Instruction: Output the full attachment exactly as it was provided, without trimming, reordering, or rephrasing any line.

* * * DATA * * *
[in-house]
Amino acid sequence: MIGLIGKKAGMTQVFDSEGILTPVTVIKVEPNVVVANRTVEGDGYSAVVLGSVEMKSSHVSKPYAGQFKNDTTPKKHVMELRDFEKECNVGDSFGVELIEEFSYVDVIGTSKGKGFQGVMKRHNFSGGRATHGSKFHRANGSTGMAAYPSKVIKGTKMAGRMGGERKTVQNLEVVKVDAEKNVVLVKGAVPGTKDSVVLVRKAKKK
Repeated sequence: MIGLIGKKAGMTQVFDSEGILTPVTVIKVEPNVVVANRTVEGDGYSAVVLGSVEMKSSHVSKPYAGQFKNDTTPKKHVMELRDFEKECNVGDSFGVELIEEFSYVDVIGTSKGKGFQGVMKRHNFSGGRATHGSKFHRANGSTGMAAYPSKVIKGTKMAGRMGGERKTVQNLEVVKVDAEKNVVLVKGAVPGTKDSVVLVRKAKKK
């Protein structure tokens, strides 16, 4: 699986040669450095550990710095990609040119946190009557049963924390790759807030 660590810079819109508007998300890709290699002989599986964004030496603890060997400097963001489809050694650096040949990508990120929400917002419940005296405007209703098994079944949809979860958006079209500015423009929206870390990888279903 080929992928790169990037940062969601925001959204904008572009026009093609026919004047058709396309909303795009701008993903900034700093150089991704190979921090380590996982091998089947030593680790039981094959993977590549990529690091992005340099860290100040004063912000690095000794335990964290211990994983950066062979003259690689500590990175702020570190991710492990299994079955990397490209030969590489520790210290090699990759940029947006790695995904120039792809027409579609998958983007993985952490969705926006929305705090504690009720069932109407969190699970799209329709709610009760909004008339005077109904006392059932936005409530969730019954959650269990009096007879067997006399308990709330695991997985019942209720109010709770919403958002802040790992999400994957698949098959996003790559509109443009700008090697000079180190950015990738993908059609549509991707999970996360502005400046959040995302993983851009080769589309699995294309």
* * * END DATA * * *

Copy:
[in-house]
Amino acid sequence: MIGLIGKKAGMTQVFDSEGILTPVTVIKVEPNVVVANRTVEGDGYSAVVLGSVEMKSSHVSKPYAGQFKNDTTPKKHVMELRDFEKECNVGDSFGVELIEEFSYVDVIGTSKGKGFQGVMKRHNFSGGRATHGSKFHRANGSTGMAAYPSKVIKGTKMAGRMGGERKTVQNLEVVKVDAEKNVVLVKGAVPGTKDSVVLVRKAKKK
Repeated sequence: MIGLIGKKAGMTQVFDSEGILTPVTVIKVEPNVVVANRTVEGDGYSAVVLGSVEMKSSHVSKPYAGQFKNDTTPKKHVMELRDFEKECNVGDSFGVELIEEFSYVDVIGTSKGKGFQGVMKRHNFSGGRATHGSKFHRANGSTGMAAYPSKVIKGTKMAGRMGGERKTVQNLEVVKVDAEKNVVLVKGAVPGTKDSVVLVRKAKKK
């Protein structure tokens, strides 16, 4: 699986040669450095550990710095990609040119946190009557049963924390790759807030 660590810079819109508007998300890709290699002989599986964004030496603890060997400097963001489809050694650096040949990508990120929400917002419940005296405007209703098994079944949809979860958006079209500015423009929206870390990888279903 080929992928790169990037940062969601925001959204904008572009026009093609026919004047058709396309909303795009701008993903900034700093150089991704190979921090380590996982091998089947030593680790039981094959993977590549990529690091992005340099860290100040004063912000690095000794335990964290211990994983950066062979003259690689500590990175702020570190991710492990299994079955990397490209030969590489520790210290090699990759940029947006790695995904120039792809027409579609998958983007993985952490969705926006929305705090504690009720069932109407969190699970799209329709709610009760909004008339005077109904006392059932936005409530969730019954959650269990009096007879067997006399308990709330695991997985019942209720109010709770919403958002802040790992999400994957698949098959996003790559509109443009700008090697000079180190950015990738993908059609549509991707999970996360502005400046959040995302993983851009080769589309699995294309």